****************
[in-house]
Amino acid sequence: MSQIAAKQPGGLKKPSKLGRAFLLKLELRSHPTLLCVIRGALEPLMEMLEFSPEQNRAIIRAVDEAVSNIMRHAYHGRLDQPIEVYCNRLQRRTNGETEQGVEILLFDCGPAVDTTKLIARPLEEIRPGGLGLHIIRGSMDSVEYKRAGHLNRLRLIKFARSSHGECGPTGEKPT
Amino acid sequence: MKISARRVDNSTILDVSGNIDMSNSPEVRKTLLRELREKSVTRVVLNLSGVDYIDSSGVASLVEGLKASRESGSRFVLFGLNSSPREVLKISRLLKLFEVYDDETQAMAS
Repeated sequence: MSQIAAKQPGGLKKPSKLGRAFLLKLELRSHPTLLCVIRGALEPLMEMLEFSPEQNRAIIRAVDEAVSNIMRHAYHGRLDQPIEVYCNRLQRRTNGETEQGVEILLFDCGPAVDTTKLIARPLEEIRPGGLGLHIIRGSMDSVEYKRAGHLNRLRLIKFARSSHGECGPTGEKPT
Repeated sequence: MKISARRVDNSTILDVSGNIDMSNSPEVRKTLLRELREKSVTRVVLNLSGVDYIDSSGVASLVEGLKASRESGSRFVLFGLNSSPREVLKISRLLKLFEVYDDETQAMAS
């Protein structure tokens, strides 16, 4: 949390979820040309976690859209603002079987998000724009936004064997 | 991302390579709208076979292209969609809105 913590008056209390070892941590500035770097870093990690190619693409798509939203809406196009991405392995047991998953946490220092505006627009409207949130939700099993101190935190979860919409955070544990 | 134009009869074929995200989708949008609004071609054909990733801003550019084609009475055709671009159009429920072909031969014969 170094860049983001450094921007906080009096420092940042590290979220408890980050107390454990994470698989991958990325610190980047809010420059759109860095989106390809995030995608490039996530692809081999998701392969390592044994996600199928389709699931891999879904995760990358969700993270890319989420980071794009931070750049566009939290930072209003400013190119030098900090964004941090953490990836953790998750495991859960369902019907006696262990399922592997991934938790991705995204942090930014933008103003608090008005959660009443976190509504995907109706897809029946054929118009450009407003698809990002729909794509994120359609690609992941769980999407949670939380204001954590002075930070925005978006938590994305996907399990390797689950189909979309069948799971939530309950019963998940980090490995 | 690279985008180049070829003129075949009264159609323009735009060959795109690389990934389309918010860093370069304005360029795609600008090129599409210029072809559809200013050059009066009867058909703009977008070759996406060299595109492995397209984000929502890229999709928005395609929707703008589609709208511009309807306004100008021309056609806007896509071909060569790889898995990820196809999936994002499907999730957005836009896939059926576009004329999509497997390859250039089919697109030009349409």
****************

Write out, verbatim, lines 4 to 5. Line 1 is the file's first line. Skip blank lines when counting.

Repeated sequence: MSQIAAKQPGGLKKPSKLGRAFLLKLELRSHPTLLCVIRGALEPLMEMLEFSPEQNRAIIRAVDEAVSNIMRHAYHGRLDQPIEVYCNRLQRRTNGETEQGVEILLFDCGPAVDTTKLIARPLEEIRPGGLGLHIIRGSMDSVEYKRAGHLNRLRLIKFARSSHGECGPTGEKPT
Repeated sequence: MKISARRVDNSTILDVSGNIDMSNSPEVRKTLLRELREKSVTRVVLNLSGVDYIDSSGVASLVEGLKASRESGSRFVLFGLNSSPREVLKISRLLKLFEVYDDETQAMAS